Not the first Betsy-Tacy book, but I like this cover, illustrated by the famous Lois Lenski.
So, since she is the authority at this blog on all things Betsy-Tacy, here is a blurb that Susan has so kindly provided for your edification regarding the substance of the books:
“O tempora! O mores!” groaned Betsy and Tacy, taking Cicero’s classic cry for their own. (Betsy Was a Junior, 182)
If anything can sum up the appeal of the Betsy-Tacy series by Maud Hart Lovelace, it is this quote. What times! What customs! Betsy and Tacy may have quoted Cicero to exaggerate their own misery in studying for midterms, but I don’t think Maud Hart Lovelace would be unhappy to hear the phrase in a nostalgic instead of disgusted sense.
Betsy-Tacy books are the largely autobiographical accounts of young girls playing make-believe and telling stories at the turn of the twentieth century, and later of young ladies navigating high school society and looking towards their futures. Reading them gives the impression that these were the best years to grow up, that things were never so rosy as they were in those decades in Minnesota. What times Betsy and Tacy have! They play in piano boxes, dress up in their mothers’ long gowns to pay calls on neighbors, meet opera stars, and have endless socials with their friends in high school. What customs! It is très chic to put your hair in a pompadour. A sure-fire way to have a successful party is for your girlfriends to come with their fathers’ old suits (!), and an equally safe bet for a good time is to have an unironic night of singing (very different from karaoke parties today).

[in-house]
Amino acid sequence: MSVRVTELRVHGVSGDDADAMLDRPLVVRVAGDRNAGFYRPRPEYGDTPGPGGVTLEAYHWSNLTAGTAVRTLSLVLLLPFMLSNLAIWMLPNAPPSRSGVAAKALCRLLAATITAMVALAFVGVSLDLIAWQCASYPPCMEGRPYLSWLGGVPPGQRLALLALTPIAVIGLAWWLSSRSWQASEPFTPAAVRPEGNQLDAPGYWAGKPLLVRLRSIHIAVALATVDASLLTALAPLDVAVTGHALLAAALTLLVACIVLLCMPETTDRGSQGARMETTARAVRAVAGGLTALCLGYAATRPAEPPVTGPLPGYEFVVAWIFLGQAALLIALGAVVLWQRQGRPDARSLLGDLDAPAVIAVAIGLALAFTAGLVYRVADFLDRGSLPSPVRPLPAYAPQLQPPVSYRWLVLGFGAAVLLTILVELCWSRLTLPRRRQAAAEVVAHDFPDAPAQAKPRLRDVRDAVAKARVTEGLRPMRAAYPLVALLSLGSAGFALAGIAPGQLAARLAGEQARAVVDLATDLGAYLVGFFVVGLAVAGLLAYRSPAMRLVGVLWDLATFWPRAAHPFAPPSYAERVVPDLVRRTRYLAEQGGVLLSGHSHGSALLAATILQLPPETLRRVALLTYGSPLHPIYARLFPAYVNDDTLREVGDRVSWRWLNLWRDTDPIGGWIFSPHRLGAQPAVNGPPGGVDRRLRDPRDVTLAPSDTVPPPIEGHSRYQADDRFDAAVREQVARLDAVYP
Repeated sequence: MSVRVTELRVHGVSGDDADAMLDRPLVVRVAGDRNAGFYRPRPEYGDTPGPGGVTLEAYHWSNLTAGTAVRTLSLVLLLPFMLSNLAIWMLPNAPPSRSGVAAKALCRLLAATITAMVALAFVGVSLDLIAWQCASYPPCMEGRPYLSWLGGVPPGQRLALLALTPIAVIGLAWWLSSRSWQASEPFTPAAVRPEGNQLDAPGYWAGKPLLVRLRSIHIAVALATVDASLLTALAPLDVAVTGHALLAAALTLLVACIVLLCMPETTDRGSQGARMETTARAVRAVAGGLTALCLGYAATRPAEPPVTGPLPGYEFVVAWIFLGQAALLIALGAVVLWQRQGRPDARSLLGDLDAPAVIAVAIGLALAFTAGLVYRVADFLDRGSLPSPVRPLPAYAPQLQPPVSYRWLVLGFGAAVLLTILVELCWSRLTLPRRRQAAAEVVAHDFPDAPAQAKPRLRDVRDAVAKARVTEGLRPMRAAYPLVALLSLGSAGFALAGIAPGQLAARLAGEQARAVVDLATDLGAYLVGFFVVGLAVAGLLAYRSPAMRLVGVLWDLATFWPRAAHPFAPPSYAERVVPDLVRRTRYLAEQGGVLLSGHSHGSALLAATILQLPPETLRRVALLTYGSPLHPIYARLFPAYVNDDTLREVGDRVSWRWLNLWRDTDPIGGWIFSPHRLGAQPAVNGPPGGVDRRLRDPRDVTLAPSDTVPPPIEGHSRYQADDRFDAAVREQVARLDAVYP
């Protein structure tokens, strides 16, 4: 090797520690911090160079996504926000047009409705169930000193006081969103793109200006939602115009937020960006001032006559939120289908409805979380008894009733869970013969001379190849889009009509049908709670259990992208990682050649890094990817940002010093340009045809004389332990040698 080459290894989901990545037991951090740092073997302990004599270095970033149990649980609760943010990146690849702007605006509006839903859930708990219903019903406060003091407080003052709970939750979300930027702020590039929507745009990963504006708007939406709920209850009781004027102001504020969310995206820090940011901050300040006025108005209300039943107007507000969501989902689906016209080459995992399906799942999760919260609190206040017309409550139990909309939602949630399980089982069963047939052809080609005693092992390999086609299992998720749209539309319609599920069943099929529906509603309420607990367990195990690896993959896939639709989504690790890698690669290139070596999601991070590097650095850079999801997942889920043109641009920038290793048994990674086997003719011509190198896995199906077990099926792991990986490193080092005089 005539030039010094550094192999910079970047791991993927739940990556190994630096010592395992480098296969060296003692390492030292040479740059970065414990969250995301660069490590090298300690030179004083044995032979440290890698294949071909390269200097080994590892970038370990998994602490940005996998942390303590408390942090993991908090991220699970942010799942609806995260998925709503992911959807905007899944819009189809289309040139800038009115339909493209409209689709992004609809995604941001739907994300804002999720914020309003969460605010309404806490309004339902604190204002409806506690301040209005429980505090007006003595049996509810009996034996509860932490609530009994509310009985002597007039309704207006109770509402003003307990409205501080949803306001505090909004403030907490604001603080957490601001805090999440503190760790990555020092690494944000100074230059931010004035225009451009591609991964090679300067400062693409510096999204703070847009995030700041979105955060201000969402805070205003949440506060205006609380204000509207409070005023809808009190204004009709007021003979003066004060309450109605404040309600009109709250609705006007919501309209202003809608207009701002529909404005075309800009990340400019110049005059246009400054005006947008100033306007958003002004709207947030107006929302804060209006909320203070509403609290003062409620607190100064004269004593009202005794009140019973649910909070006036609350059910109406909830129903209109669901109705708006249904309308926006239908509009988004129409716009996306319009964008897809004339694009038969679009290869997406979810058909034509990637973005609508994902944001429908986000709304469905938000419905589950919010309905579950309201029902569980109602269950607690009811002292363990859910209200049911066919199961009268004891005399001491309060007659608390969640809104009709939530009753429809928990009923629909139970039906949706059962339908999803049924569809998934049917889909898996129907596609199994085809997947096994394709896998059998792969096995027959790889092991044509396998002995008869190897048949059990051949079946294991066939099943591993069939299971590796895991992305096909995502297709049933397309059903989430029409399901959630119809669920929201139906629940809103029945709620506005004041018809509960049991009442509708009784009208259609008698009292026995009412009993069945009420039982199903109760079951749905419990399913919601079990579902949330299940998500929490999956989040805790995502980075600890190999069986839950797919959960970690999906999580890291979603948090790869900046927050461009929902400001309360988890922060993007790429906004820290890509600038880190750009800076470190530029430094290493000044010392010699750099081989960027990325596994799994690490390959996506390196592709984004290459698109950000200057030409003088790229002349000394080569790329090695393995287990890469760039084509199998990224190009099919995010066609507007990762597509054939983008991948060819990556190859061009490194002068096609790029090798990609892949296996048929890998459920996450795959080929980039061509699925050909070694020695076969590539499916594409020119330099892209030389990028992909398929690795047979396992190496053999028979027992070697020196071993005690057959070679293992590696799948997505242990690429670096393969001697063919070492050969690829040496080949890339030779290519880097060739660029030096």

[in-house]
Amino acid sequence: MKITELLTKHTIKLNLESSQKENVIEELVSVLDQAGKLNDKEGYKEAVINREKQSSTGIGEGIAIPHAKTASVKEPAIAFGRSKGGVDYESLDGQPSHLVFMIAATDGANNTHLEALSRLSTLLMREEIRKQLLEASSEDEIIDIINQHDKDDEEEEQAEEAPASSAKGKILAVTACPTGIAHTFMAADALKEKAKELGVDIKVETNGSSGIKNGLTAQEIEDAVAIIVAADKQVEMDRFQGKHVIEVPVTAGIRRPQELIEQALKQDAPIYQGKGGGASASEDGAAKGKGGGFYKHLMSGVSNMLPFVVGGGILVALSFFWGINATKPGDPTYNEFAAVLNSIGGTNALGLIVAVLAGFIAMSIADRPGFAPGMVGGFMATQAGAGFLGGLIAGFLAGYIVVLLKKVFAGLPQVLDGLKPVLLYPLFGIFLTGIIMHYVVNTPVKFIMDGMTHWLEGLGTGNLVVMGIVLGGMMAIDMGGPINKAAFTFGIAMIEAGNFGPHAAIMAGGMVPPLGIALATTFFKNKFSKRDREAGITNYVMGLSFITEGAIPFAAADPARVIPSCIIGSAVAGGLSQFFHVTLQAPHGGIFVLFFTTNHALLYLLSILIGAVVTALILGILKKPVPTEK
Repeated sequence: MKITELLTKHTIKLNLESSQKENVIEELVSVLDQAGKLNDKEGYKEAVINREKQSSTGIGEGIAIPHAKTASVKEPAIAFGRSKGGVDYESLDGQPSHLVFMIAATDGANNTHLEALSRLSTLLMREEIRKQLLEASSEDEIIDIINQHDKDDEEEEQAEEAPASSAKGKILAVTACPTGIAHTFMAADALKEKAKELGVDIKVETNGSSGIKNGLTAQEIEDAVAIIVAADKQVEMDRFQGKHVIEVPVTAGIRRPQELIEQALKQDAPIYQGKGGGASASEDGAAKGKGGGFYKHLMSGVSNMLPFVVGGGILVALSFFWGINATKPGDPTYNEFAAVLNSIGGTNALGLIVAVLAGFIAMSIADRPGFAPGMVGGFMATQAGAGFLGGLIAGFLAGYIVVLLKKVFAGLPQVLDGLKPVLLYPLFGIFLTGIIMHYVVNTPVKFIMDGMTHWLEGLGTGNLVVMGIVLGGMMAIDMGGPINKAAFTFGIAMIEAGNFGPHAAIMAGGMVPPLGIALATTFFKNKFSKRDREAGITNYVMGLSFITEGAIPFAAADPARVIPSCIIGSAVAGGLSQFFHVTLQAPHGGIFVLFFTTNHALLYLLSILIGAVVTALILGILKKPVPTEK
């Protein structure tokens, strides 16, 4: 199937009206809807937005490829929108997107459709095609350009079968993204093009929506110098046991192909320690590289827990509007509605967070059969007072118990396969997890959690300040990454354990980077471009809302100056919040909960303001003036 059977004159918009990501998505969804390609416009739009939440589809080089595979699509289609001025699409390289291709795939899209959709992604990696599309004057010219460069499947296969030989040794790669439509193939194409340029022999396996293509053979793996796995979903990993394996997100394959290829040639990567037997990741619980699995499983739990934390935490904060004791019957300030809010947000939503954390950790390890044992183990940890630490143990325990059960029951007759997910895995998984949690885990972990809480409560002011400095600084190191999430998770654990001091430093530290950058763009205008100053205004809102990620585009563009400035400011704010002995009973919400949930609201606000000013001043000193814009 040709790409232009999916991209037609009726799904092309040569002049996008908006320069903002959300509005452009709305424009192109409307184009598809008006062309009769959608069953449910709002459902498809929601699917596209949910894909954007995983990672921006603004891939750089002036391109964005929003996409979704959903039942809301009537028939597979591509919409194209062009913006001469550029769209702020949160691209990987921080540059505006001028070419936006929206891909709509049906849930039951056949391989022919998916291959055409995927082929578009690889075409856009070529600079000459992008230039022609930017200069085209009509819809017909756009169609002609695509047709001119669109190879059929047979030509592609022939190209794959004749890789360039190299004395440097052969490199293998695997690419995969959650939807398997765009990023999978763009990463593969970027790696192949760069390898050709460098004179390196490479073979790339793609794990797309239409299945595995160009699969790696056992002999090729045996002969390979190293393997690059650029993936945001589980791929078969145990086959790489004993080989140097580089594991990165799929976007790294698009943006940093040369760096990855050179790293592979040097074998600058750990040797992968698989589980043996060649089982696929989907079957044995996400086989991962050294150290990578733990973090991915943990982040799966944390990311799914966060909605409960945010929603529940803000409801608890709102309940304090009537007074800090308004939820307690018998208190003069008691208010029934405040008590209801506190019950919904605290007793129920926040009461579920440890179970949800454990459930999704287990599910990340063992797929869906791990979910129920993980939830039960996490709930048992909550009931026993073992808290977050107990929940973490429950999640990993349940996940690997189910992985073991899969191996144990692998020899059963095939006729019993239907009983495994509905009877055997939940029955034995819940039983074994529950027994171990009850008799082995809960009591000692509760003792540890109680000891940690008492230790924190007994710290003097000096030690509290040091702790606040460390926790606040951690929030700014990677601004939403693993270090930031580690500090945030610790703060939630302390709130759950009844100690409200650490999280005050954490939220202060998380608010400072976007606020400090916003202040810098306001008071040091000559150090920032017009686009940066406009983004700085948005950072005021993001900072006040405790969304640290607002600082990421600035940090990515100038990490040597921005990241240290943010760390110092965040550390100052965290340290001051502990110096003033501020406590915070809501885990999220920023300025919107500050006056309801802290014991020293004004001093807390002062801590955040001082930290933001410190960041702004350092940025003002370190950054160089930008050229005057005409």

Basically Betsy and Tacy have adolescences where imagination and friendship are the most important things. How can you not wish you lived in those times and with those customs?